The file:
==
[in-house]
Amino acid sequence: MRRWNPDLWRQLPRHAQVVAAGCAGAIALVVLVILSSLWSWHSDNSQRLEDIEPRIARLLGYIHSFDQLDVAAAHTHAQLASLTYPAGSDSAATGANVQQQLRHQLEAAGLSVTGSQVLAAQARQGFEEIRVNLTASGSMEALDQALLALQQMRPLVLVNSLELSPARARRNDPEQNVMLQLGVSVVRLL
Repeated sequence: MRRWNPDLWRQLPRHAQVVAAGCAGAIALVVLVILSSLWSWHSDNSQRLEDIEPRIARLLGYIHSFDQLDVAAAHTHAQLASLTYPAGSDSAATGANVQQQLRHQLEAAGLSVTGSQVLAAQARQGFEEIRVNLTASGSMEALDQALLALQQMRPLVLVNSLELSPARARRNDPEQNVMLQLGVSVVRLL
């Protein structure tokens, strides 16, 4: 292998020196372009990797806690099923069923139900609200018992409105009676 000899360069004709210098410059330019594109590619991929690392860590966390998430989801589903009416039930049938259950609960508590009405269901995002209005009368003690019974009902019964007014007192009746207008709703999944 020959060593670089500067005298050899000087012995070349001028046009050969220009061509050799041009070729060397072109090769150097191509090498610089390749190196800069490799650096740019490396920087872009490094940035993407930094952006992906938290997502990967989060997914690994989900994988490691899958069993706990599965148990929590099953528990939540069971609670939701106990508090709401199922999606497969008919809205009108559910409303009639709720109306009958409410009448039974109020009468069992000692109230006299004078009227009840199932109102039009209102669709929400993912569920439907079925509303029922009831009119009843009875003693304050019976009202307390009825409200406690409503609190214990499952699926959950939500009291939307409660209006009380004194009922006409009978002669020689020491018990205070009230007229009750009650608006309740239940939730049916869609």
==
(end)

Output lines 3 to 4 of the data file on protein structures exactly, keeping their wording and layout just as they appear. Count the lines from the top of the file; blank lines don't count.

Repeated sequence: MRRWNPDLWRQLPRHAQVVAAGCAGAIALVVLVILSSLWSWHSDNSQRLEDIEPRIARLLGYIHSFDQLDVAAAHTHAQLASLTYPAGSDSAATGANVQQQLRHQLEAAGLSVTGSQVLAAQARQGFEEIRVNLTASGSMEALDQALLALQQMRPLVLVNSLELSPARARRNDPEQNVMLQLGVSVVRLL
């Protein structure tokens, strides 16, 4: 292998020196372009990797806690099923069923139900609200018992409105009676 000899360069004709210098410059330019594109590619991929690392860590966390998430989801589903009416039930049938259950609960508590009405269901995002209005009368003690019974009902019964007014007192009746207008709703999944 020959060593670089500067005298050899000087012995070349001028046009050969220009061509050799041009070729060397072109090769150097191509090498610089390749190196800069490799650096740019490396920087872009490094940035993407930094952006992906938290997502990967989060997914690994989900994988490691899958069993706990599965148990929590099953528990939540069971609670939701106990508090709401199922999606497969008919809205009108559910409303009639709720109306009958409410009448039974109020009468069992000692109230006299004078009227009840199932109102039009209102669709929400993912569920439907079925509303029922009831009119009843009875003693304050019976009202307390009825409200406690409503609190214990499952699926959950939500009291939307409660209006009380004194009922006409009978002669020689020491018990205070009230007229009750009650608006309740239940939730049916869609």